It's your friend, your constant companion, your sole source of comfort on the road, even your colleague and confidante. I'm talking, of course, about your smartphone--that magic hybrid device that serves as equal parts mobile communications center, day planner and personal assistant. Capable of functioning as any entrepreneur's desk away from desk, today's multitasking-friendly and high-speed-internet-enabled mobile handsets literally make it possible to take the office everywhere you go.
But with so many options from virtually every carrier, and an equally astounding array of features to pick from, which to choose? Start by asking yourself what matters most to you individually. Only you can decide which features are most attractive, and tradeoffs worth making, in order to spend countless days, weeks and all-nighters on end married to a potential device.
When searching for the model which best suit your needs, a few words of advice: Always go hands-on with any given unit before buying, and research compatibility with your organization's present infrastructure and IT backbone. Sourcing real-world feedback from colleagues and friends is also vital, lest you inadvertently discover your office to be a Bermuda Triangle-esque dead zone from which no call can enter or escape. A number of general points worth considering when judging potential candidates follow as well:
Battery Life Just a couple sessions into a lengthy tradeshow--or worse, at 2 a.m. while driving in circles looking for your hotel--you don't want to find yourself sprinting for the nearest power outlet. So do yourself a favor: Choose a phone rated for at least four hours of talk time, and one that offers a portable charger suitable for quick stowaway during travel. Springing for an extended battery is also a wise investment, as is keeping a laptop handy in case a quick USB-powered recharge is needed.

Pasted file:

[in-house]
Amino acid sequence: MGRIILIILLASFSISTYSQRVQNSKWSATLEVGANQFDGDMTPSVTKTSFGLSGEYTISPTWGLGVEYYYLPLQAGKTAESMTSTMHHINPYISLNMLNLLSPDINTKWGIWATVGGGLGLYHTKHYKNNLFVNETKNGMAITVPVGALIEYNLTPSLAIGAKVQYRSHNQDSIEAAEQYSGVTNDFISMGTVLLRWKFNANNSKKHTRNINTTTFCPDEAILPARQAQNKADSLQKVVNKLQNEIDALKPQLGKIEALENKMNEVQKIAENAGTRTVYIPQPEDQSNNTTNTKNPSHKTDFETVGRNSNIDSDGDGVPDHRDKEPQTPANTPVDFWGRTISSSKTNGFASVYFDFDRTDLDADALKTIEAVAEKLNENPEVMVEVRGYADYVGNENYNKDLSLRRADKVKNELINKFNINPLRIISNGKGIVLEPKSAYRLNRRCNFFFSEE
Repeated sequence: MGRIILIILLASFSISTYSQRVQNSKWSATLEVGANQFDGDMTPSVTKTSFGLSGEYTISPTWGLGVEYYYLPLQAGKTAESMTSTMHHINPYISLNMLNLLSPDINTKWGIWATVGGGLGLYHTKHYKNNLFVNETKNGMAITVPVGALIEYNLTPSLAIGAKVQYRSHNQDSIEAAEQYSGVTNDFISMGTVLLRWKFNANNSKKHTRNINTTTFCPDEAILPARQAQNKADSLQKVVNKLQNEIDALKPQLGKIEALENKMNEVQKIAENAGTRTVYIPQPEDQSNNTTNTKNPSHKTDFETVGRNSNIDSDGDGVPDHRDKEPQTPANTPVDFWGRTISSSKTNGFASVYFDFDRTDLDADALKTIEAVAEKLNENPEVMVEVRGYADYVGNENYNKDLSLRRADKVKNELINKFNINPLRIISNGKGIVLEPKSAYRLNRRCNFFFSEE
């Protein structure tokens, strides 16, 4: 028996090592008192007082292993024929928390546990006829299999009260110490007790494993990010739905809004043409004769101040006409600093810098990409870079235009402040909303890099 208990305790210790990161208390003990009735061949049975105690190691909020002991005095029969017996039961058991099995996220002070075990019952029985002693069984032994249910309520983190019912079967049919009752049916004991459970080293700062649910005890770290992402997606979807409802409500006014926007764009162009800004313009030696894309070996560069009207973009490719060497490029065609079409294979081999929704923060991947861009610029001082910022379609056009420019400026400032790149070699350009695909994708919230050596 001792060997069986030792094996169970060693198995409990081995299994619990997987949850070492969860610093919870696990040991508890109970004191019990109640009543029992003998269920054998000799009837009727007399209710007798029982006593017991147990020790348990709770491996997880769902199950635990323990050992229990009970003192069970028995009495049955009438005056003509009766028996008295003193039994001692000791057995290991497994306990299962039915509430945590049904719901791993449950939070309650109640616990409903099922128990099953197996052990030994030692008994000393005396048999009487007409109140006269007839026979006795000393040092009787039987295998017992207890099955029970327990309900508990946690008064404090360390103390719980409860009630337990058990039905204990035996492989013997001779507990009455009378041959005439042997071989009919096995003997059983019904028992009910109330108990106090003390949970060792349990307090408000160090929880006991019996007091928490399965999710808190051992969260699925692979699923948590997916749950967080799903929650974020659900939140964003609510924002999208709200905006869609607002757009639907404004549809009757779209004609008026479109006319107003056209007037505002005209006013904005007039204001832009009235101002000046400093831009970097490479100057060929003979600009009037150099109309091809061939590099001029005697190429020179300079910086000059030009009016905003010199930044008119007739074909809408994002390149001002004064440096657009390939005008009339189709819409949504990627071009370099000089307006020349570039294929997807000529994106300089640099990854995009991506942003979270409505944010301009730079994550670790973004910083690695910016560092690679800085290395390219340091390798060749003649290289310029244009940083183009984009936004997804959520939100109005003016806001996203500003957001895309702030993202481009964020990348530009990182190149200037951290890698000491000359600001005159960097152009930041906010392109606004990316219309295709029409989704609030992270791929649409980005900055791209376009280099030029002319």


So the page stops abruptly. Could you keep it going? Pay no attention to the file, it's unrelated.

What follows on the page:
Internet Access Ask yourself: How fast does the phone browse the web and retrieve e-mail attachments? Units all offer different surfing and download performance, as do cell phone carriers themselves. High-speed capability is often also limited to specific regions, with major urban centers such as Atlanta and San Francisco able to access better and faster connections than remotely-situated areas. While GPRS and EDGE networks may suffice for everyday tasks and browsing sites optimized for mobile devices, 3G access is a must for heavy web surfers, multimedia enthusiasts and those looking to download new applications.
Miscellaneous Features Other options to consider when shopping for a smartphone for business use include:
- QWERTY keyboard--A boon for those whose lives revolve around e-mail and text messaging.
- Wi-Fi connectivity--Allows you to tap into nearby high-speed wireless Internet hotspots and, in some cases, even make free or heavily discounted calls.
- GPS--Provides mobile navigation services for on-the-go travelers seeking local maps or step-by-step directions to their next business appointment.
- Password access and e-mail encryption--For added security and data loss prevention.
- Contacts and calendars--An extensive address book and the ability to synchronize schedules and contacts between devices are powerful productivity tools.
- Word, Excel and PDF support--Enables you to read or edit common business document, spreadsheet and presentation formats.